Progress toward biologically produced Biodegradable Thermoplastics

Authors

  • Dr. Yves Poirier,

    1. Department of Energy Plant Research Laboratory Michigan State University East Lansing, MI 48824-1312 (USA)
    Search for more papers by this author
    • studied biology at McGill University, Canada, and received his Ph.D. in 1989 for work on the molecular biology of retroviruses with Prof. P. Jolicoeur. He then started postdoctoral work in the laboratory of Prof. C. Somerville on the genetic engineering of polyhydroxybutyrate production in plants. His research interests include the alteration of plant metabolism for the production of polyhydroxyalkanoates and the study of genes involved in mineral uptake in plants.

  • Prof. Douglas E. Dennis,

    1. Department of Biology, James Madison University Harrisonbure, VA 22807 (USA)
    Search for more papers by this author
    • was born in Adrian, Michigan, USA, where he obtained his undergraduate degree in Biology at Adrian College. His Ph.D. degree in Microbiology (University of Tennessee, 1980) and his postdoctoral studies (McMaster University Medical Center, Canada) focused on transcriptional regulation in viral systems. He has been a professor in the Department of Biology at James Madison University since 1984. His primary research interest is in the molecular characterization of the bacterial polyhydroxybutyrate biosynthesis pathway.

  • Dr. Christiane Nawrath,

    1. Department of Energy Plant Research Laboratory Michigan State University East Lansing, MI 48824-1312 (USA)
    Search for more papers by this author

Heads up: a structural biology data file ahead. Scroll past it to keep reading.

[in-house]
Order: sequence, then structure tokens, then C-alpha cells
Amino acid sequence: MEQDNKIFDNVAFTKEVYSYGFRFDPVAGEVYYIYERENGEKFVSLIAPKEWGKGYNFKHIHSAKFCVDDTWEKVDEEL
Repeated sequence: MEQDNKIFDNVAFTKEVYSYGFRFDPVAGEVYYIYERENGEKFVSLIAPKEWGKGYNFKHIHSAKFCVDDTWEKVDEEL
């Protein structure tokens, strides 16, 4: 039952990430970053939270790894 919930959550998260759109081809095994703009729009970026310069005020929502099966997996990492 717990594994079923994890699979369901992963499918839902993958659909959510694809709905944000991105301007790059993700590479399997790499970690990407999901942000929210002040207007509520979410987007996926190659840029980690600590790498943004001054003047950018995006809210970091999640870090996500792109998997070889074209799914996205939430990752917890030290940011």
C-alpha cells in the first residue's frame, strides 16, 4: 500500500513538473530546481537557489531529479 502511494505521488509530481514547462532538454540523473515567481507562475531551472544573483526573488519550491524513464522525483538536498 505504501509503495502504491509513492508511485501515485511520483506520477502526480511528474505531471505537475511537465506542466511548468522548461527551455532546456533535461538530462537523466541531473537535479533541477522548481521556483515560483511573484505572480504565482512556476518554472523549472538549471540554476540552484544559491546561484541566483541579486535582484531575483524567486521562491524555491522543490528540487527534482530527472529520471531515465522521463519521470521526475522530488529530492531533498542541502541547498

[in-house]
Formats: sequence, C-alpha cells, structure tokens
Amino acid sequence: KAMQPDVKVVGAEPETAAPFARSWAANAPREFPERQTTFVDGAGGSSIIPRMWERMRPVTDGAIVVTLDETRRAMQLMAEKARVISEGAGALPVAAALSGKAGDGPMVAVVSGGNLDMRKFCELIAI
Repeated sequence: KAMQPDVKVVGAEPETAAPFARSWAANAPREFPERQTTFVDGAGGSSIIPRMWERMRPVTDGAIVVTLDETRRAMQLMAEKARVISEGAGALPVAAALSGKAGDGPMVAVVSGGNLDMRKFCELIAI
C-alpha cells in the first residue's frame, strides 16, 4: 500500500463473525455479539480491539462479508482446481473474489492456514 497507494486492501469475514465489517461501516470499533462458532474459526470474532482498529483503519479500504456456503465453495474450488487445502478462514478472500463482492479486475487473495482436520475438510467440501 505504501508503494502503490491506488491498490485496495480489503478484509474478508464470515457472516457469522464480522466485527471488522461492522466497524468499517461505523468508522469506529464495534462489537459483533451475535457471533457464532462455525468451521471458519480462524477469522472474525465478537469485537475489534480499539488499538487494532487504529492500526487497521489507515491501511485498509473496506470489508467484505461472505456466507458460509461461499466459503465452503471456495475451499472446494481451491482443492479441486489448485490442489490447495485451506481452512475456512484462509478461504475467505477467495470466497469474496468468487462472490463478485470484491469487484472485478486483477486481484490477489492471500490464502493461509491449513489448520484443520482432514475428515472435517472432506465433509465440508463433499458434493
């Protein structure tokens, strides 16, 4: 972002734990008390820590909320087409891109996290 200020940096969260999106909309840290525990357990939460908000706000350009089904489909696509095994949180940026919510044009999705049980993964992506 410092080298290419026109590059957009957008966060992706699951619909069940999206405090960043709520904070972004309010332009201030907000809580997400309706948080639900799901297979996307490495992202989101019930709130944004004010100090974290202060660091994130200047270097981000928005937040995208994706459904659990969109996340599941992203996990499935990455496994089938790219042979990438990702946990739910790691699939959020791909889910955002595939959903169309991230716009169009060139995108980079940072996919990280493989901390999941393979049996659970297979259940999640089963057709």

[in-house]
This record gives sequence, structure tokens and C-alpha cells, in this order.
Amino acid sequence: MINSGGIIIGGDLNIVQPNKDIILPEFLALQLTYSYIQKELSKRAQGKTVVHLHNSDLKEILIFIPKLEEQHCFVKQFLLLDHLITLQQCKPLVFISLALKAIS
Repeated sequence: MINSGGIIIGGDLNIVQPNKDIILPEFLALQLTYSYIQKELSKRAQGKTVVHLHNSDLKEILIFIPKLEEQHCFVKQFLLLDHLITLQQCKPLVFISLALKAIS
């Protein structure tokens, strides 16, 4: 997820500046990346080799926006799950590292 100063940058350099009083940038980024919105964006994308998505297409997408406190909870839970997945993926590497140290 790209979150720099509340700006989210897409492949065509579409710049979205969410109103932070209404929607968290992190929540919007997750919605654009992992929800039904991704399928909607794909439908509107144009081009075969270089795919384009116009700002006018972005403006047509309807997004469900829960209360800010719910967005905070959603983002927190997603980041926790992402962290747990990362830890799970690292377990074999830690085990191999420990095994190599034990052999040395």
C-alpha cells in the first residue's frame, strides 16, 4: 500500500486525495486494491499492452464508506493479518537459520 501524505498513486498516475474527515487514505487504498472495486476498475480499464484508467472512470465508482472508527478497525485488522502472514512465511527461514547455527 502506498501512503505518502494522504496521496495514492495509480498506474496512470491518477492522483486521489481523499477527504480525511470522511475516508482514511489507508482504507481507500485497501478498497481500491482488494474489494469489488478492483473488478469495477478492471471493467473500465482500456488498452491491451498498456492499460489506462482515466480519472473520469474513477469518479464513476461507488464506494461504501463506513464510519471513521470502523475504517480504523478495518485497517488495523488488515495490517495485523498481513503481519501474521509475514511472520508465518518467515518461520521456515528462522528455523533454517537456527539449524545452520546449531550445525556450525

• studied biochemistry at the Freie Universität Berlin, FRG. She obtained her Ph.D. in 1991 for work on the molecular biology of the transcriptional apparatus of plants with Prof. Jeff Schell at the Max-Planck-Institut für Züchtungsforschung, Cologne. She then started postdoctoral studies in the laboratory of Prof. C. Somerville. Her research interests are focused on the improvement of polyhydroxybutyrate production in plants and on the biosynthesis of cutin, a plant biopolymer synthesized from fatty acid precurosors.

  • Prof. Chris Somerville

    Corresponding author
    1. Department of Energy Plant Research Laboratory Michigan State University East Lansing, MI 48824-1312 (USA)
    • Department of Energy Plant Research Laboratory Michigan State University East Lansing, MI 48824-1312 (USA)
    Search for more papers by this author
    • studied bacterial genetics at the University of Alberta, Canada, and received his Ph.D. in 1978 for work on the regulation of transcription of amino acid biosynthetic genes with Prof. A. Ahmed. Following three years of postdoctoral studies with Prof. W. Ogren at the University of Illinois, he moved to the Genetics Department, University of Alberta, Canada. In 1982 he moved to the U.S. Department of Energy Plant Research Laboratory at Michigan State University, where he is a professor of Botany and Genetics.


Abstract

Genetically-engineered bacteria which produce biodegradable polymers and copolymers with structures which depend on the culture in which they are kept are receiving increasing attention. Up to 90% of the dry weight of the bacteria can be intracellular granules of the plastic (see Figure), and the properties of the polymers can be controlled by varying the carbon-based nutrition of the bacteria. Recent advances are reviewed, including the use of plants instead of bacteria.

original image

Ancillary